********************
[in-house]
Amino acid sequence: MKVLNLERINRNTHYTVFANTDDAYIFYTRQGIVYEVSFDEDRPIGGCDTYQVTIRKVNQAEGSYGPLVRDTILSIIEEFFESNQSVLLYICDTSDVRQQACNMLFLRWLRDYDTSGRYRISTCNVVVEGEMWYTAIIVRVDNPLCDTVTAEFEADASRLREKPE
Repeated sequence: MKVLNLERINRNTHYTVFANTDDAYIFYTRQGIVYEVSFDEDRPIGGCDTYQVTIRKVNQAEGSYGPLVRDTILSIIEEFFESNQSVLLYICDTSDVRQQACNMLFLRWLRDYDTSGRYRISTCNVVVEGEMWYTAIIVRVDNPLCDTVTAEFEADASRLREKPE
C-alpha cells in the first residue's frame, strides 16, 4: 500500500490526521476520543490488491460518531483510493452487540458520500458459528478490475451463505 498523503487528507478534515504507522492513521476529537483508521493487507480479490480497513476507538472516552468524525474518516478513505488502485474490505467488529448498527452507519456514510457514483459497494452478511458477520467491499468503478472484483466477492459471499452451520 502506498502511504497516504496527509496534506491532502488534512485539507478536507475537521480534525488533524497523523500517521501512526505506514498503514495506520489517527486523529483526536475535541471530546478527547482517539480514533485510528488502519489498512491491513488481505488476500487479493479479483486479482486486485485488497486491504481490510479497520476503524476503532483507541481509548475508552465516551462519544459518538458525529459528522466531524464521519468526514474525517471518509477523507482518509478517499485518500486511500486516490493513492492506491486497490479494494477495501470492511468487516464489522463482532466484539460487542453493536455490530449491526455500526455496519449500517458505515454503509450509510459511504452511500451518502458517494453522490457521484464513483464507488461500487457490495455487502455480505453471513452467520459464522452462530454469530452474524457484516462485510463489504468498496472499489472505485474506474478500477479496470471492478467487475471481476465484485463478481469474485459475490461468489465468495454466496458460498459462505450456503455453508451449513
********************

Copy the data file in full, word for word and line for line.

[in-house]
Amino acid sequence: MKVLNLERINRNTHYTVFANTDDAYIFYTRQGIVYEVSFDEDRPIGGCDTYQVTIRKVNQAEGSYGPLVRDTILSIIEEFFESNQSVLLYICDTSDVRQQACNMLFLRWLRDYDTSGRYRISTCNVVVEGEMWYTAIIVRVDNPLCDTVTAEFEADASRLREKPE
Repeated sequence: MKVLNLERINRNTHYTVFANTDDAYIFYTRQGIVYEVSFDEDRPIGGCDTYQVTIRKVNQAEGSYGPLVRDTILSIIEEFFESNQSVLLYICDTSDVRQQACNMLFLRWLRDYDTSGRYRISTCNVVVEGEMWYTAIIVRVDNPLCDTVTAEFEADASRLREKPE
C-alpha cells in the first residue's frame, strides 16, 4: 500500500490526521476520543490488491460518531483510493452487540458520500458459528478490475451463505 498523503487528507478534515504507522492513521476529537483508521493487507480479490480497513476507538472516552468524525474518516478513505488502485474490505467488529448498527452507519456514510457514483459497494452478511458477520467491499468503478472484483466477492459471499452451520 502506498502511504497516504496527509496534506491532502488534512485539507478536507475537521480534525488533524497523523500517521501512526505506514498503514495506520489517527486523529483526536475535541471530546478527547482517539480514533485510528488502519489498512491491513488481505488476500487479493479479483486479482486486485485488497486491504481490510479497520476503524476503532483507541481509548475508552465516551462519544459518538458525529459528522466531524464521519468526514474525517471518509477523507482518509478517499485518500486511500486516490493513492492506491486497490479494494477495501470492511468487516464489522463482532466484539460487542453493536455490530449491526455500526455496519449500517458505515454503509450509510459511504452511500451518502458517494453522490457521484464513483464507488461500487457490495455487502455480505453471513452467520459464522452462530454469530452474524457484516462485510463489504468498496472499489472505485474506474478500477479496470471492478467487475471481476465484485463478481469474485459475490461468489465468495454466496458460498459462505450456503455453508451449513